September, the Kita Choir trainor decided that the group must have a Christmas album. Mid-October, a meeting has been called. Planning of recording and other related matters about the Album. November, recording begun and approached some businessmen to be a sponsor of the said album.
Posters, streamers, and CD’s are all prepared. Then came the album launching. December 5, 7pm at La Milagrosa Academy Auditorium… everything is prepared as well as the performers (the Kita Choir). At first we thought it will not be successful. Eventually, everything went good and the audience had fun.
All songs are composed in Waray-waray language and most of them are composed by our very own Choir Master Mr. Bong Obong (a cousin of Nonoy Zuñiga). Another composer is Naty Mancol, local artist and Mawe Doroja one of the Kita Choir member and Boy Nicolasora and Ronnie Obong also contributed their original compositions. We had guests performers like FranJohn and Fr. Roland Cajegas.
THEY flapped their wings, scratched the ground, and wiggled their tails as they danced and romped through the main streets of Calbayog City, during the vesper day parade on Sept. 7, held in celebration of the city fiesta in honor of the Our Lady of Nativity.
The dancers had become the joy and pride of the locals who would always crow about the dance group’s success.
The group was first organized as the Sarakiki Festival in the mid-1990s, during the term of then Mayor Reynaldo Uy, who is now the representative of Samar’s first district. The city government wanted then to have a festival that would instill pride and sense of identity among the Calbayognons and to unify them as one community. They settled on the Sarakiki Festival.
Sarakiki is said to be based on the legend of Ilahas and Mahusay, which means wildlife and beautiful. According to legend, Ilahas invented a new dance that he and Mahusay performed before their tribe in Ibatan (now Calbayog). The dance movements were patterned after those of a cock.
Sarakiki is a Waray term that describes the movement of a rooster when it tries to court a hen or to provoke another rooster to a fight. The cock spreads one of his wings down and moves fast with one leg up, around the object his love or enemy. Imitating the rooster, the dancers also clench their fists with the thumbs out, to represent the fowl’s gaff (tadi in Waray and tari in Tagalog).
Incidentally, the dance movements can also be seen in the kuratsa, a popular courtship dance of the Warays.
Since its first public appearance, the city government, through the City Arts and Culture Office, has sponsored the Sarakiki Festival. Aside from the city officials, parents, students and members of private organizations have also been supportive of the event.
When Mayor Mel Senen Sarmiento assumed office in 2001, the holding of the festival was temporarily stopped. It was revived the following year as the Sarakiki-Hadang Festival.
Hadang is an ancient rite said to have been performed by early Calbayognons when asking the gods for a bountiful harvest, cure of the sick, or the defeat of the enemy, among others.
A Hadang Ritual Competition marked the opening of the recent week-long festival. The first prize went to the Trinidad National High School, while the national high schools of Oquendo and San Joaquin bagged the second and third prizes.
Among the other features of the celebration were cultural shows, body-painting contest, band competition and a regional brain and beauty contest dubbed “Search for Miss Anyag 2003,” which was won by 18-year-old Ruby Rose Reyes of nearby Gandara, Samar.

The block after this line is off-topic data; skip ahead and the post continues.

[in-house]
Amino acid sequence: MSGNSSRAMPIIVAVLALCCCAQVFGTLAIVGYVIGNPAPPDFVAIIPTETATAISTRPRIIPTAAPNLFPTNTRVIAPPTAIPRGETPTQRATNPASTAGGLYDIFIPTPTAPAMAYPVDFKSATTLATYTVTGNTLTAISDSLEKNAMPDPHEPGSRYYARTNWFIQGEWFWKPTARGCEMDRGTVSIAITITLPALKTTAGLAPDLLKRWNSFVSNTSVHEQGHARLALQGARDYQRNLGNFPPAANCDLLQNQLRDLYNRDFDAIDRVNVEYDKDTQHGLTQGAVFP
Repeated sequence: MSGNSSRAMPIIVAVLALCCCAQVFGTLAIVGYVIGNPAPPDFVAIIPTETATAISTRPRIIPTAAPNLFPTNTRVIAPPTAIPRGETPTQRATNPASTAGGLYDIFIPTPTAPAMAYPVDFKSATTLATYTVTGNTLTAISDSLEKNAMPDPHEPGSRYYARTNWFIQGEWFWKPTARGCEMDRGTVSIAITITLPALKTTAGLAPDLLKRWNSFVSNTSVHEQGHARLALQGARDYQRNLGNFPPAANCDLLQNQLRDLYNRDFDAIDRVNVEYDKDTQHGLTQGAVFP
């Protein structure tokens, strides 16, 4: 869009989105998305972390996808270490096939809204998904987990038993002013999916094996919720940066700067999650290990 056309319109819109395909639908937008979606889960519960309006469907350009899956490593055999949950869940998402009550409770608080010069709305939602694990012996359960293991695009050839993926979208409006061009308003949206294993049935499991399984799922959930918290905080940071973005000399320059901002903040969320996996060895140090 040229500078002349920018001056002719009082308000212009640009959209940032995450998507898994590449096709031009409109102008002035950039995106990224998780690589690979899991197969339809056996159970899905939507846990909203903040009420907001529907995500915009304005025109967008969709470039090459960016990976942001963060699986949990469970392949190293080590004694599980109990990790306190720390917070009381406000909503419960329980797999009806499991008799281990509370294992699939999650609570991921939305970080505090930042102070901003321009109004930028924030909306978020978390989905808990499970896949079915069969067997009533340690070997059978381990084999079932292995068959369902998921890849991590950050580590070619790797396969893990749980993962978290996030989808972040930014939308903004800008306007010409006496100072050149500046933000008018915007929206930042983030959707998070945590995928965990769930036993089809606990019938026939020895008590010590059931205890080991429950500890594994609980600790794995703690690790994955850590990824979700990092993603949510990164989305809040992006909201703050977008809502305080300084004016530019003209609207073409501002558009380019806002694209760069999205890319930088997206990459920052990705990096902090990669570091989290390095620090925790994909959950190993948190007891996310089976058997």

The Sarakiki-Hadang Festival group is composed of 109 student-dancers from different city schools and 15 city government employees. It uses at least 12 bamboo drums, 12 snare drums and six bass drums.
And whenever the beating of the drums starts, lead dancer Eddie “Wacky” Flores again leads his flock of dancing chickens in what seemed to be a frenzied but actually well-coordinated movements that never fail to enthrall the crowd.
With adrenaline rushing, Wacky and his fellow dancers perform the rooster’s courtship movement by swaying their body, stomping their feet, and flailing their hands to the rhythm of the drumbeats.
On his own, Wacky would perform his own version of the “chicken walk” or wag his long feather tail to the delight of the crowd.
The Sarakiki has already won several awards in regional competitions. During the recent Tandaya-Ibabao Festival of Festivals in Tacloban City, it no longer competed but performed an exhibition number.
In the national scene, the group was recently adjudged second runner-up during the Aliwan Festival dance competition in May at the Star City. It was also invited to perform during the opening on Sept. 18 of the “Best in Region 8,” an activity sponsored by the Department of Tourism under its “WOW Philippines” program.
After the Charity Outreach Program… the group proceeded to the house of sis Mia at Antipolo. While waiting for the time to go to the Resort where the EB was held, we stayed for how many hours at sis Mia’s house.
When it was time to go to the place where the EB held… we bring a lot of foods and drinks.
The place was very cozy and private. It is located at Antipolo where you can see the whole manila. It is a two story building with 2 big bedrooms and CR at the 2nd floor and a bedroom, dinning table, CR, kitchen on the 1st floor. Outside the house is a pool that can accomodate 15-20
persons with tables and chairs on the side.
Foods are everywhere…… drinks are just around the corner…. videoke is just waiting for the singers….name it and you can have it!
To the members who confirmed to attend the EB that did not come….you missed half of your life for not attending.